100% of the users who were shown suggestions accepted at least one suggestion; the average number of accepted suggestions (including full, partial and super completions) per query was 0.9. If the correct suggestion appears in the query suggestion list, users will scroll down and accept it rather than complete the query by typing an overwhelming

majority of the time. Across all interfaces, users accepted a correct suggestion 88.5% of the time. This was computed from a sample of 348 queries for which the complete suggestion appeared in the drop down list of suggestions before the user finished entering the query. The number of suggestions shown to the user did not impact the high acceptance rate. Figure 3 shows the acceptance rate for each interface; the differences across the interfaces are not statistically significant. 100

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FINDINGS

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Figure 3: Percentage of times the correct suggestion is accepted.

Users often ignore the cost of accepting a suggestion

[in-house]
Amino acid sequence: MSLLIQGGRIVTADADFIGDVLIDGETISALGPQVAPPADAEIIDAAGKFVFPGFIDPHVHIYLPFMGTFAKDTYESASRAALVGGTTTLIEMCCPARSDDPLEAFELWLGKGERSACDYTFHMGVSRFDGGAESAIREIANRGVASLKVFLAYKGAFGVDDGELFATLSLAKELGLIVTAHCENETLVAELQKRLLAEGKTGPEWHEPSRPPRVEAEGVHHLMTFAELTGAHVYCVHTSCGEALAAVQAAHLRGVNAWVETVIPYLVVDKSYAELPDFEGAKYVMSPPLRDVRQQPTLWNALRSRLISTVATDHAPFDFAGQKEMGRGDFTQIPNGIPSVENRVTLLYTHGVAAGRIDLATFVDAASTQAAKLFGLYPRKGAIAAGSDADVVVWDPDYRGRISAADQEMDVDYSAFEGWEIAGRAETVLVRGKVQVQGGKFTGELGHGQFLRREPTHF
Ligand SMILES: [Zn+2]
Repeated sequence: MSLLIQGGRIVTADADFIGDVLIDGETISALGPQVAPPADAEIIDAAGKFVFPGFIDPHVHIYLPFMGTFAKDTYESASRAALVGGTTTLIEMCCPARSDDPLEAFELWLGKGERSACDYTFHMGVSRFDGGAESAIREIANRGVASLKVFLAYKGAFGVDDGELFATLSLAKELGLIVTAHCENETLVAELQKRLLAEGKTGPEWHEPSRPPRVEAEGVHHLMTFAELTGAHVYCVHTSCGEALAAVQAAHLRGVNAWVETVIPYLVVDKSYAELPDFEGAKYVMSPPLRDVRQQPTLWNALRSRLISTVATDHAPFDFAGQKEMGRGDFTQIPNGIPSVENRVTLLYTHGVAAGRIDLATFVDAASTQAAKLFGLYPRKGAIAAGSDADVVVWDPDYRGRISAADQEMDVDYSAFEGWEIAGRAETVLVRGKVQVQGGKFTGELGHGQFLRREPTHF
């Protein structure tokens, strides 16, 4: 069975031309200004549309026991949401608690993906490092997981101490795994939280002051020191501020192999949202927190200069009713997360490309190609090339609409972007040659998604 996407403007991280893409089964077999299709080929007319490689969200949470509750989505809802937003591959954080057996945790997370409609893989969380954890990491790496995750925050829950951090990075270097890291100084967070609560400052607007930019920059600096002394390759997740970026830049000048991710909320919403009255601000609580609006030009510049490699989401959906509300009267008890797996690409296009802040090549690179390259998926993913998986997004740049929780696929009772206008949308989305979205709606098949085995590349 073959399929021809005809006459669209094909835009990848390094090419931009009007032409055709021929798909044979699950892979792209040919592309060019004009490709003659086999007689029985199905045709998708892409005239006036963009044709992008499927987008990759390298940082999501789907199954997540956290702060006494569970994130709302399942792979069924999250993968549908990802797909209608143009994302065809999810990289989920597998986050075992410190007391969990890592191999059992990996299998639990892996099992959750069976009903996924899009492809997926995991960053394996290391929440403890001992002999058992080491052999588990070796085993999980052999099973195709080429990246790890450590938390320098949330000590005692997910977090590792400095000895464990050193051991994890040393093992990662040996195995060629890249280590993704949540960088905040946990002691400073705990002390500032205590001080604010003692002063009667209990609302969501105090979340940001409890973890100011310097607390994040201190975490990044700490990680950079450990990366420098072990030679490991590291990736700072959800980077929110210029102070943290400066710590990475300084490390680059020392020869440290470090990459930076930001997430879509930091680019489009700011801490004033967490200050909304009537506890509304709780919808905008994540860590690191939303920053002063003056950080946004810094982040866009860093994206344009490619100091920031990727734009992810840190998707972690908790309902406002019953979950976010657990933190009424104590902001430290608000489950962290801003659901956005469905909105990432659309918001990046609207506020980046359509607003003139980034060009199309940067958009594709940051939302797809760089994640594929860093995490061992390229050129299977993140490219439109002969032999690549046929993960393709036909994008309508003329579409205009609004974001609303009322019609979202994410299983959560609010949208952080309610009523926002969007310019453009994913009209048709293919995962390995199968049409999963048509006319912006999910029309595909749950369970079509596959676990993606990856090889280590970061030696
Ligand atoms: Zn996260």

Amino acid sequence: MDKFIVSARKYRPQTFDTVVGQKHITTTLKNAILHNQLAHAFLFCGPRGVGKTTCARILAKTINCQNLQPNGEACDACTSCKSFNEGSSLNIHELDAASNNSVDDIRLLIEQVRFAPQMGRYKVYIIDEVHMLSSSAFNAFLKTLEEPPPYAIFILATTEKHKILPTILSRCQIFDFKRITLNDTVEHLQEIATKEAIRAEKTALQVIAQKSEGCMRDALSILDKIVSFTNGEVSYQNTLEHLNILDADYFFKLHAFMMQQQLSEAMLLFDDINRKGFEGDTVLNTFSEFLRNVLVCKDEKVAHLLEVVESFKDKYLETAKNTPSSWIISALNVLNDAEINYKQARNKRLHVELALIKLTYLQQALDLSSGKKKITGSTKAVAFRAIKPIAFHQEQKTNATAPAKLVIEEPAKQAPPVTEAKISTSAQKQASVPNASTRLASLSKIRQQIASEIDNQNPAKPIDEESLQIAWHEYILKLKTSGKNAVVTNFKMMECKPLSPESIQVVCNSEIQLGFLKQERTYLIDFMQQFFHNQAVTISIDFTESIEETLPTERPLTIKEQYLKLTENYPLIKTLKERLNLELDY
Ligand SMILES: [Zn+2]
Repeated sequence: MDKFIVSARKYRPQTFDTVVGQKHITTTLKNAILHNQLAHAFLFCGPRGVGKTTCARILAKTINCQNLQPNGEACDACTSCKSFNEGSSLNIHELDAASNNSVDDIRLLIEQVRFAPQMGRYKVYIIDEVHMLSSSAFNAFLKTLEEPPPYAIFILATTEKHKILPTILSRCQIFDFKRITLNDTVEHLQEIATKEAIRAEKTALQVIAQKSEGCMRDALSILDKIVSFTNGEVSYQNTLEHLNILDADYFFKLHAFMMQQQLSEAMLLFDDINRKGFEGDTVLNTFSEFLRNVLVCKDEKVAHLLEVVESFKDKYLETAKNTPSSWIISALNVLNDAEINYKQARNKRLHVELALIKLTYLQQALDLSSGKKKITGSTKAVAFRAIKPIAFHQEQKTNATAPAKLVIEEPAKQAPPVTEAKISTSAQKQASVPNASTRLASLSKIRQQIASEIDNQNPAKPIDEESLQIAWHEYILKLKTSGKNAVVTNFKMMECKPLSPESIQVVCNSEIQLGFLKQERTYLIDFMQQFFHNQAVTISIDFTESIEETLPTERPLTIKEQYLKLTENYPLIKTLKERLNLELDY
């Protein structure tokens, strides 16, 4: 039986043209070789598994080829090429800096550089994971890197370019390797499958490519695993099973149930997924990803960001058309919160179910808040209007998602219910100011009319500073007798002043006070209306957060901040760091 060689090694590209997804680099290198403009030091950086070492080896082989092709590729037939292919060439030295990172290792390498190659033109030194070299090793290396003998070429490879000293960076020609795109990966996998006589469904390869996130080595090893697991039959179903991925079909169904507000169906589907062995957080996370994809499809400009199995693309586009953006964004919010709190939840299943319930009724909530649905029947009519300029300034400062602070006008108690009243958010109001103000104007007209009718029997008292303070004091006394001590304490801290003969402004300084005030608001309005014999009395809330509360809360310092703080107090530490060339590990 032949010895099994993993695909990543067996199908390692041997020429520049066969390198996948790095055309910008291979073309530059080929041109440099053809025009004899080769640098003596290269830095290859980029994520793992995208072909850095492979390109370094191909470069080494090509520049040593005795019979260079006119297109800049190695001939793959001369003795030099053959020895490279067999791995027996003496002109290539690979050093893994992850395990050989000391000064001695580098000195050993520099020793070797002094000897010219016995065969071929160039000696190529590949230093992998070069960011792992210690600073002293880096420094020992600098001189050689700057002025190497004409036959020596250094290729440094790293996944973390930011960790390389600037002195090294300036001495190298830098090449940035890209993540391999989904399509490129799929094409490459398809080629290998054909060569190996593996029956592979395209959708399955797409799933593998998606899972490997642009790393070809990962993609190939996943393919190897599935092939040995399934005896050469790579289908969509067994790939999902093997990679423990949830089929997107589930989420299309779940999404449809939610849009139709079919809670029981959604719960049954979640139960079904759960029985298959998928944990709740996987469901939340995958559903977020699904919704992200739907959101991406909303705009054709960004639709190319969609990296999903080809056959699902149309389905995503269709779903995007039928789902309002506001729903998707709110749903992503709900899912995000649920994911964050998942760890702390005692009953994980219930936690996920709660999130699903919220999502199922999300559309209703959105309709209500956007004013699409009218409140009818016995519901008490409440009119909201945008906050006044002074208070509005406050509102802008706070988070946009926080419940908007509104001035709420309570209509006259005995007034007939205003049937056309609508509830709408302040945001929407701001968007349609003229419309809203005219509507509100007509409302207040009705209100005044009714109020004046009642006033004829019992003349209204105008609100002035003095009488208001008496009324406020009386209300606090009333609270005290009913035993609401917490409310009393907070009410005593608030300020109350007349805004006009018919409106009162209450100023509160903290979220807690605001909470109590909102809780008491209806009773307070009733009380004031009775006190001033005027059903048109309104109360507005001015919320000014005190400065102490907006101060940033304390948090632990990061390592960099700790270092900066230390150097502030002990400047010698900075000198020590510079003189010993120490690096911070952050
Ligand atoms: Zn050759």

The most common method of judging the cost-benefit of using a suggestion is by the number of key presses saved. However, users did not make that cost-benefit analysis when considering whether to accept a listed suggestion. Of suggestions that were presented to the user when the number of key presses left to type was less than the number of down and enter key presses required to select the suggestion, 50% were accepted. In these cases, accepting a suggestion resulted in a net increase in key presses over completing the query by typing. It is likely that users are not making this tradeoff because it is fairly complex; users would need to continually evaluate the number of letters left, how many key presses each remaining letters entail (most letters require multiple key presses) and the position of the correct suggestion (the number of downs) . We also examined a simpler model for evaluating the costbenefit of accepting a suggestion: we look at the number of letters left to type versus the position of the suggestion in the list. We find that users commonly do not consider this simpler model either. Of the suggestions which were presented to the user when the letters left to type were less than or equal to the position of the suggestion, 73.1% were accepted. In the majority of the cases, users do not engage in a cost-benefit analysis when deciding to accept query suggestions, neither on the key press level nor on the letter level. Users will accept a correct suggestion quickly